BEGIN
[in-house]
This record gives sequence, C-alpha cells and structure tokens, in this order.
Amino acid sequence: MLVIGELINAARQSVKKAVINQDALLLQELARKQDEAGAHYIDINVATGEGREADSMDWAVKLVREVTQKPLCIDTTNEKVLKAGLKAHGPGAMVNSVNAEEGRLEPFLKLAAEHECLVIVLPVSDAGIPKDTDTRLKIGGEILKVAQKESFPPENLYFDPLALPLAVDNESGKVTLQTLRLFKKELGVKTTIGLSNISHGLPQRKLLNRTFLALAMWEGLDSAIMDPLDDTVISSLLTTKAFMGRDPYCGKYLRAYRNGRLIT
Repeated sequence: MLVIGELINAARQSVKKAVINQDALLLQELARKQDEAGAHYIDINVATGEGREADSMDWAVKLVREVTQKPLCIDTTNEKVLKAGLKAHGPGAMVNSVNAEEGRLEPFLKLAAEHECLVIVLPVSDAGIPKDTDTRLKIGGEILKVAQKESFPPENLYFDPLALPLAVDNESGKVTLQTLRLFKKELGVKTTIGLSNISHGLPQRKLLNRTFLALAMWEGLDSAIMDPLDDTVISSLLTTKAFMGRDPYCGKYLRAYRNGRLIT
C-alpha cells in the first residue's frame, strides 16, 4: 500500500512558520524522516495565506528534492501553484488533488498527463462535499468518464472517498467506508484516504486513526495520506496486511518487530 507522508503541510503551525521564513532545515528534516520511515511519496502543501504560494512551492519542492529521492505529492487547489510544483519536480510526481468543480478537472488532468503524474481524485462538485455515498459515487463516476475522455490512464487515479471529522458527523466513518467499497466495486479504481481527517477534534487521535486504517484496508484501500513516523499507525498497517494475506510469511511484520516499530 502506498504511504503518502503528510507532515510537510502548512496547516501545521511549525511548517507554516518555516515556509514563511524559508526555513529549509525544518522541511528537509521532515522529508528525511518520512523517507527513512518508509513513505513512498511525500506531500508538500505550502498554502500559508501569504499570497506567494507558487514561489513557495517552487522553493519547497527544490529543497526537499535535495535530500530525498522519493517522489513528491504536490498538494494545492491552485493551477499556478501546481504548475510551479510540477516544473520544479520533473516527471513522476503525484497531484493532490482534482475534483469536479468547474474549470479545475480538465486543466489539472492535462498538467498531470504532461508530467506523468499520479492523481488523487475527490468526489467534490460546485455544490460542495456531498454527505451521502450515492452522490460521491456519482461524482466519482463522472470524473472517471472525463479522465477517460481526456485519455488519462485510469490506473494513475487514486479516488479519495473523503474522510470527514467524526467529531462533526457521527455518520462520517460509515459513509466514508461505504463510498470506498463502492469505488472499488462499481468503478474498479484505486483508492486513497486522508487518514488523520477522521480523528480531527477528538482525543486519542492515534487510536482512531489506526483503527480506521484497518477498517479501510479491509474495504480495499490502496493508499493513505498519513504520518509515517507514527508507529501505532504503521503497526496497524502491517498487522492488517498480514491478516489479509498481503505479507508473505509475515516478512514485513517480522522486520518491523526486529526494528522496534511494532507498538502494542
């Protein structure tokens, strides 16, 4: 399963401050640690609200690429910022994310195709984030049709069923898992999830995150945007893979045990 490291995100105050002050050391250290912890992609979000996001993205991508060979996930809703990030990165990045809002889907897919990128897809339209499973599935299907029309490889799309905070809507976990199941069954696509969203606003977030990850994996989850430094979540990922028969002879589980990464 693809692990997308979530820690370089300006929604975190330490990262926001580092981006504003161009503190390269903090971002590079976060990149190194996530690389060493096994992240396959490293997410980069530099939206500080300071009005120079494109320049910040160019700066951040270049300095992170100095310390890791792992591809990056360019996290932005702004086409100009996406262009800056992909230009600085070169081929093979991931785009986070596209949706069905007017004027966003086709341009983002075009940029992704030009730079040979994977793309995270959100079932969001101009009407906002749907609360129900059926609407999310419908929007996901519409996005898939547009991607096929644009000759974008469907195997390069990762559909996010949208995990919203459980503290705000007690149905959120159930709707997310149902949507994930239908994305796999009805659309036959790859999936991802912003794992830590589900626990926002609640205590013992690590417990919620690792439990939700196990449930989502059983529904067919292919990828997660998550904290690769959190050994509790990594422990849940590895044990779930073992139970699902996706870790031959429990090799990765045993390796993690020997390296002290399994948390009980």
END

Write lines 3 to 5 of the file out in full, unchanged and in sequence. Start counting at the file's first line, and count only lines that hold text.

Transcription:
Amino acid sequence: MLVIGELINAARQSVKKAVINQDALLLQELARKQDEAGAHYIDINVATGEGREADSMDWAVKLVREVTQKPLCIDTTNEKVLKAGLKAHGPGAMVNSVNAEEGRLEPFLKLAAEHECLVIVLPVSDAGIPKDTDTRLKIGGEILKVAQKESFPPENLYFDPLALPLAVDNESGKVTLQTLRLFKKELGVKTTIGLSNISHGLPQRKLLNRTFLALAMWEGLDSAIMDPLDDTVISSLLTTKAFMGRDPYCGKYLRAYRNGRLIT
Repeated sequence: MLVIGELINAARQSVKKAVINQDALLLQELARKQDEAGAHYIDINVATGEGREADSMDWAVKLVREVTQKPLCIDTTNEKVLKAGLKAHGPGAMVNSVNAEEGRLEPFLKLAAEHECLVIVLPVSDAGIPKDTDTRLKIGGEILKVAQKESFPPENLYFDPLALPLAVDNESGKVTLQTLRLFKKELGVKTTIGLSNISHGLPQRKLLNRTFLALAMWEGLDSAIMDPLDDTVISSLLTTKAFMGRDPYCGKYLRAYRNGRLIT
C-alpha cells in the first residue's frame, strides 16, 4: 500500500512558520524522516495565506528534492501553484488533488498527463462535499468518464472517498467506508484516504486513526495520506496486511518487530 507522508503541510503551525521564513532545515528534516520511515511519496502543501504560494512551492519542492529521492505529492487547489510544483519536480510526481468543480478537472488532468503524474481524485462538485455515498459515487463516476475522455490512464487515479471529522458527523466513518467499497466495486479504481481527517477534534487521535486504517484496508484501500513516523499507525498497517494475506510469511511484520516499530 502506498504511504503518502503528510507532515510537510502548512496547516501545521511549525511548517507554516518555516515556509514563511524559508526555513529549509525544518522541511528537509521532515522529508528525511518520512523517507527513512518508509513513505513512498511525500506531500508538500505550502498554502500559508501569504499570497506567494507558487514561489513557495517552487522553493519547497527544490529543497526537499535535495535530500530525498522519493517522489513528491504536490498538494494545492491552485493551477499556478501546481504548475510551479510540477516544473520544479520533473516527471513522476503525484497531484493532490482534482475534483469536479468547474474549470479545475480538465486543466489539472492535462498538467498531470504532461508530467506523468499520479492523481488523487475527490468526489467534490460546485455544490460542495456531498454527505451521502450515492452522490460521491456519482461524482466519482463522472470524473472517471472525463479522465477517460481526456485519455488519462485510469490506473494513475487514486479516488479519495473523503474522510470527514467524526467529531462533526457521527455518520462520517460509515459513509466514508461505504463510498470506498463502492469505488472499488462499481468503478474498479484505486483508492486513497486522508487518514488523520477522521480523528480531527477528538482525543486519542492515534487510536482512531489506526483503527480506521484497518477498517479501510479491509474495504480495499490502496493508499493513505498519513504520518509515517507514527508507529501505532504503521503497526496497524502491517498487522492488517498480514491478516489479509498481503505479507508473505509475515516478512514485513517480522522486520518491523526486529526494528522496534511494532507498538502494542